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At Least 500 Million Yahoo Accounts Hacked in Late 2014

Yahoo today confirmed that "at least" 500 million Yahoo accounts were compromised in an attack in late 2014, leaking customer information like names, email addresses, telephone numbers, birthdates, hashed passwords, and both encrypted and unencrypted security questions and answers.

Yahoo does not believe unprotected passwords, payment card data, or bank account information was accessed, as that data is not stored in the system that was hacked. According to Yahoo, account information was stolen by a "state-sponsored actor" and the company is working with law enforcement on a full investigation.

Starting today, Yahoo will notify all affected users and is asking them to change their passwords immediately if passwords have not been changed since 2014. All compromised security questions and answers have also been invalidated. Yahoo has laid out a set of recommendations for all customers who might have had data stolen:
-Change your password and security questions and answers for any other accounts on which you used the same or similar information used for your Yahoo account.
- Review your accounts for suspicious activity.
- Be cautious of any unsolicited communications that ask for your personal information or refer you to a web page asking for personal information.
- Avoid clicking on links or downloading attachments from suspicious emails.
- Additionally, please consider using Yahoo Account Key, a simple authentication tool that eliminates the need to use a password altogether.
Yahoo first said it was investigating a data breach earlier this summer after hackers started selling account access online. The full scope of the attack was not revealed until today and could potentially affect Yahoo's sale to Verizon.

Tag: Yahoo

Top Rated Comments

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40 months ago
Yahoo has 500 million users?
Rating: 61 Votes
40 months ago
While experts debate the exact number, it is estimated that only a few hundred people will be affected as most forgot they had a yahoo account after SPAM took over their inboxes.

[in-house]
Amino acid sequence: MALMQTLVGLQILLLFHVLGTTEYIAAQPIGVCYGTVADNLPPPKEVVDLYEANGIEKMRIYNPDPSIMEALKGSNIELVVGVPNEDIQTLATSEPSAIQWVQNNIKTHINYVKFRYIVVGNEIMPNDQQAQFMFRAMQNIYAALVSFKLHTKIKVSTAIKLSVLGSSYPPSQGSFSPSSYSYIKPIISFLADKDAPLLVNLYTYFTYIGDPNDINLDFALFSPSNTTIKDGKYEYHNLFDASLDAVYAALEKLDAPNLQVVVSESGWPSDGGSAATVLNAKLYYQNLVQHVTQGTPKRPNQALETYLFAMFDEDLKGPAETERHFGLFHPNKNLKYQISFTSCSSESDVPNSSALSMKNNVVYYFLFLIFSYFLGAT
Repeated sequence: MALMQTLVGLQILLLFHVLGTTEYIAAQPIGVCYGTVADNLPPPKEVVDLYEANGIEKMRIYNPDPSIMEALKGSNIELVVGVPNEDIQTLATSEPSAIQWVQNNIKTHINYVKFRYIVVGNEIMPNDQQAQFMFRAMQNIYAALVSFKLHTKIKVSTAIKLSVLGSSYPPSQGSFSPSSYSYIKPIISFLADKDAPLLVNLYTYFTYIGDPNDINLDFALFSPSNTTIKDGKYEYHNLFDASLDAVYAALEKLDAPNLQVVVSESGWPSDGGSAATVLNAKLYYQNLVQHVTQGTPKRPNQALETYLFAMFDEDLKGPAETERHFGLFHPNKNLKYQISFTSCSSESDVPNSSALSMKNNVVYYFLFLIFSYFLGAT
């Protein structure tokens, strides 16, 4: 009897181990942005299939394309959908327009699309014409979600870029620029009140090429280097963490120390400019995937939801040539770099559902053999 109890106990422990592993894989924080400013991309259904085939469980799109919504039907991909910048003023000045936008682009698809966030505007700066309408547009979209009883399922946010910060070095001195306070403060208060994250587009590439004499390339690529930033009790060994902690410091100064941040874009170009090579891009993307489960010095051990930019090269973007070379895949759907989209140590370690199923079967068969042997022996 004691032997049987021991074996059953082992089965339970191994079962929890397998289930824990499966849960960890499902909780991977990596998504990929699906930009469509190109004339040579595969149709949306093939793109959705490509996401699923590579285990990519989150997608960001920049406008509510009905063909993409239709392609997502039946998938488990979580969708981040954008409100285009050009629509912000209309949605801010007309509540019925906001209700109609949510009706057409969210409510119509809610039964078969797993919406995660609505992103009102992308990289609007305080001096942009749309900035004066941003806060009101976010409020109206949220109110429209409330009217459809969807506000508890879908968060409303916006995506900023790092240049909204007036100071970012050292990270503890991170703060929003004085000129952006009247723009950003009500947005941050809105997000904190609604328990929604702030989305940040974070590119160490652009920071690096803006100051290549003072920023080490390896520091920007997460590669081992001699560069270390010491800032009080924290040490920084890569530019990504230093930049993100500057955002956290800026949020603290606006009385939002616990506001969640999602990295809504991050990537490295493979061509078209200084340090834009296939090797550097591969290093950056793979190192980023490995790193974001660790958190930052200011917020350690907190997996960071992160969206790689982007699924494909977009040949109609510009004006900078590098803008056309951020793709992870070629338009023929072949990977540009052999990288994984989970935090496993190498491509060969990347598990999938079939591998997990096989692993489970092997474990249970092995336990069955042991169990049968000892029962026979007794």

Rating: 44 Votes
40 months ago
Yahoo what the f***!!!!??? Two years to tell us to change our passwords??? Bye bye forever!
Rating: 37 Votes
40 months ago
At least it was only 500 million accounts.
Rating: 23 Votes
40 months ago

How funny that I closed my Yahoo account just a few weeks ago.

Seriously why use Yahoo anymore? Something like Google is much better and still much more trustworthy (especially considering Yahoo's toolbar thing, which is suspicious as ****).

Umm, because I've had my account since the early 90s and I don't trust Google..
Rating: 15 Votes
40 months ago
2 years Yahoo! Seriously???? No wonder no one uses you!
Rating: 9 Votes
40 months ago
I haven't logged in to Yahoo in so long I don't even remember my password. Maybe one of the hackers can tell me.
Rating: 9 Votes
40 months ago

If they want to know what I ordered from iTunes and Amazon that much, go ahead..

Oh Grasshopper! How wrong you are! It's that attitude that Google and others want to encourage. But as my relative who works in this area would explain to you there is much more than that they are gleaming and storing about you. In the future, folks will really regret that they gave Google and others, e.g., Facebook, all of their photos, all of their personal and business contacts, every email and message they wrote and received, everything you ever purchased, where they drive, who they visit, what they read and watch, what they search for, everything about their families and friends, etc.

That information is being assembled, stored, sold and stolen because it has value to advertisers, foreign countries, law enforcement, intelligence agencies, criminals and, depending on where you live now and in the future, totalitarian and/or evil governments.

Apple's focus on privacy is slowing this down for those who use its eco system, but can't stop all the leaks, e.g., when you use Google search, they have that forever for law enforcement, hackers, etc.

BTW, this website, MR, has a minimum of 15 trackers being loaded on your device as you read this.
Rating: 9 Votes
40 months ago
For various reasons in the past I felt compelled to create a Yahoo account. I created a unique User ID and Password. I then created unique answers to the standard security questions (a standard practice I perform). I entered those unique pieces of data into a database that I keep for these sorts of things.

I know using honest answers for my parent's names, schools, teachers' names and pets' names all exist in databases and that information can be compiled by someone who can then plug into a brute force attack. Or if the hacker gets the data from one service I use will not be able to use those data points in another attack with similar questions. Since my answers are unique for each service I use, data collection is much more challenging for a bad person. Of course I have serious problems if I loose that database.

Doing all those extra steps may sound paranoid, but as we keep seeing in the news there are hackers out to get us. I just don't take it personal and do not wear a tinfoil hat.
Rating: 9 Votes
40 months ago
Yahoo is garbage. It just is. They try to improve, but they allow to much unfiltered junk into their system. It's a hackers play land with Yahoo.
Rating: 8 Votes

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